That fall, Sondheim, who had skipped two grades, began his freshman year at the George School, a Quaker Pennsylvania school. There he would write that first fledgling musical, By George, which he proudly showed to Hammerstein.
As part of his advice that afternoon, the veteran lyricist suggested that his young protege try writing four different types of musicals: adaptations of a well-written play, a flawed play, and a source other than a play, such as a novel or short story; and, finally, a completely original work. By the time Sondheim completed the fourth musical, he was 22.
A few years earlier, Hammerstein had arranged for Sondheim to get some hands-on training in theater. In the summer of 1947, the teen-ager worked behind the scenes during rehearsals of Allegro, an innovative musical Hammerstein was writing with his long-time collaborator, Richard Rodgers.
"I started ... as a gofer and typed scripts, brought coffee and that sort of stuff, but I also had the advantage of being able to ask [Hammerstein] questions at the end of the day," Sondheim says. In the process, he was "learning the distinction between what can be improved by the writer and what can be improved by the director and the actors, and not only learning that distinction, but being ruthless about your own work. ... And Oscar was absolutely ruthless about his own stuff."
Flexibility is key
Hammerstein's disciple learned well, according to Harold Prince, who between 1957 and 1981 produced and/or directed eight of Sondheim's shows. After a long hiatus, they are now working on a ninth -- Gold, which will make its premiere next season. "Steve Sondheim is a man who is so secure that he knows if you throw out one song, there's another song where that came from," Prince says. "He's very self-critical."
Sondheim considers this merely practical. "As somebody who deals in musicals, which are amalgams of so many different kinds of talents, you're foolish if you're not flexible," he says. As an example, he cites a mistake he feels Leonard Bernstein made on West Side Story.
"Leonard Bernstein wanted so desperately to have a high tenor play Tony in West Side Story, and of course the only tenors who could do it were middle-aged men who usually weighed over 200 pounds. He saw nothing wrong with that because he had the suspension of disbelief that operagoers have." More appropriate-looking actors were cast, but when they had trouble with the songs, "Lenny would not change the notes," he says. "That kind of penny-wise 2/3 pound-foolishness is the kind of thing that Oscar would never have ever [done]."
Sondheim was 27 when West Side Story opened on Broadway, but between college (he has a degree in music from Williams College in Massachusetts) and the Great White Way, his education took some unexpected turns.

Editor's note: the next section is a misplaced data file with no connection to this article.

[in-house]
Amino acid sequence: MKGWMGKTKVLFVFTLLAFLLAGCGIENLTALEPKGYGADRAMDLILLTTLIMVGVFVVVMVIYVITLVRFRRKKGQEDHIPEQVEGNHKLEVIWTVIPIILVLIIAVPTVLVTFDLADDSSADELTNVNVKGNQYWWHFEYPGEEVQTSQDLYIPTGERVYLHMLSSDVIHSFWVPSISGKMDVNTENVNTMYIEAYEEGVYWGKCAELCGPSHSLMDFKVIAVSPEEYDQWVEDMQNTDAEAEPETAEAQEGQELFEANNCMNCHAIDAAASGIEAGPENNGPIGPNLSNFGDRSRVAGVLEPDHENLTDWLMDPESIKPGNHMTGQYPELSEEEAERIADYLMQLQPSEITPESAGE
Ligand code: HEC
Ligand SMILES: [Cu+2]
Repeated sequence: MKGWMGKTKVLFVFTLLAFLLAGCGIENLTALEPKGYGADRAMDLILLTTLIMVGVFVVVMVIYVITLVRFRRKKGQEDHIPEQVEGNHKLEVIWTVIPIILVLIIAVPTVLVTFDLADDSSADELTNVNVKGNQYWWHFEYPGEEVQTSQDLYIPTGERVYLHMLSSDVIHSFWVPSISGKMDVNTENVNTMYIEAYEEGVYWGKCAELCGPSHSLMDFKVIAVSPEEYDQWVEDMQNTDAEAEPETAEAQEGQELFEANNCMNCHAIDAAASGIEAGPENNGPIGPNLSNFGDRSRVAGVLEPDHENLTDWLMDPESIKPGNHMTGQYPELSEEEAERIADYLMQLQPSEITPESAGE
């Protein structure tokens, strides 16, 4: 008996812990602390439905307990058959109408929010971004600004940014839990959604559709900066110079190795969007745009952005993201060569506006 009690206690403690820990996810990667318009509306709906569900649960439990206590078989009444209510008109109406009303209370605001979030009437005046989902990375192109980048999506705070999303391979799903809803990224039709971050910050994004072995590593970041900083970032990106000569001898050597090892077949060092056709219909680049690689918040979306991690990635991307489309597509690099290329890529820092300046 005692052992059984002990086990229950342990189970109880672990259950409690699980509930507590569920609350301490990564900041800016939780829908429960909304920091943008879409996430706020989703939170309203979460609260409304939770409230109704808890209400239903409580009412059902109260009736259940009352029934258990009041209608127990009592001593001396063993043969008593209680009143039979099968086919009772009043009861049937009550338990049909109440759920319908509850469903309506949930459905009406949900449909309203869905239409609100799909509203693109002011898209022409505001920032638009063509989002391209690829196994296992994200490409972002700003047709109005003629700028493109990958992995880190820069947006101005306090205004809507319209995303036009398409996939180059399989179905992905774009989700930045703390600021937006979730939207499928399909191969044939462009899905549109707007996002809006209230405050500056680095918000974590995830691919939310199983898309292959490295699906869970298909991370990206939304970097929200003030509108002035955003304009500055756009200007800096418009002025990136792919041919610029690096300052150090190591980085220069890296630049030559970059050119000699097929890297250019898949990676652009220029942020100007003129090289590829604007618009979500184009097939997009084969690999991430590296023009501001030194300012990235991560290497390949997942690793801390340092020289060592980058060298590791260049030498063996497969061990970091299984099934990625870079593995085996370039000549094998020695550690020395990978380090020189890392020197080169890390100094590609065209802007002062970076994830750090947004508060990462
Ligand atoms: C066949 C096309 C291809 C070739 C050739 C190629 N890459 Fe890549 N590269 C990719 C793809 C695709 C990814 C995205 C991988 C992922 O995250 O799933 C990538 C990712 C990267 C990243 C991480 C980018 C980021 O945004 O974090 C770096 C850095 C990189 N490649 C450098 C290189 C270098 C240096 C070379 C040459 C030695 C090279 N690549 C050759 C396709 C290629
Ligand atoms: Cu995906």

The first came in the form of a two-year fellowship, which he used to study with Milton Babbitt. A leading avant-garde composer, Babbitt seems an unlikely choice for a budding Broadway songwriter, but Babbitt harbors a love for musicals, and Sondheim recalls that they usually began their weekly sessions with an analysis of songs by the likes of Jerome Kern or Irving Berlin.
Then, with Hammerstein's aid, Sondheim was hired to co-write scripts for the TV series Topper, about a pair of sophisticated ghosts who haunt a banker. Topper turned out to be a teacher in its own right, imparting a valuable lesson in concision.
"Each episode had to be told in four acts -- a teaser, a first act, a second act and an epilogue, commercials in between, 22 1/2 minutes of writing, 7 1/2 minutes of commercials. And you had to be able to shape and tell a story, put in jokes, have immediately recognizable characters," he explains. "It taught me a great deal about structure, playwriting, and that came in, of course, very handy in writing songs for play structures."
Back in New York, Sondheim's big break on West Side Story was followed the very next season with the same duty -- lyrics, only -- on Gypsy. The librettist of both shows was Arthur Laurents, who taught Sondheim about actors' needs.
"You've got to learn to see the instruments you work with ... and the instruments are called 'actors,' " Laurents told Sondheim, taking him to the Actors Studio to observe. It was "something that ordinarily wouldn't interest me at all, which is actors acting for actors and talking about acting," Sondheim says. "It never occurred to me it would be as useful as it was."
Once again, Sondheim listened and learned. At the Kennedy Center, Christine Baranski, who is portraying Mrs. Lovett, the cook in Sweeney Todd, praises the depth of Sondheim's writing, his witty language and the dark places he takes characters. But what appeals to her most is that "you can really act -- the songs are like actor monologues."
'Write the same show'
Sondheim finally got a chance to write both lyrics and music for a Broadway show in 1962. Based on characters created by the classical Roman playwright, Plautus, the show was A Funny Thing Happened on the Way to the Forum, and it taught him another important lesson. It's a musical he loves, but one he would do differently today.
"About a month before we were to go into rehearsal, I got a bad feeling in the pit of my stomach, and I thought maybe it was just nerves," he says. He sought the advice of James Goldman, a playwright who would go on to write the libretto for Sondheim's 1971 musical, Follies.
"[Goldman] said he thought the book was brilliant, and he said the score was a delight. He said the only problem was, they don't go together. I had written a rather salon-like score, full of cleverness and kind of literary puns -- I wanted so much to show off as a lyricist -- whereas [the book] was a very elegant low comedy," Sondheim says. "I learned from that to be very careful in the future to write the same show."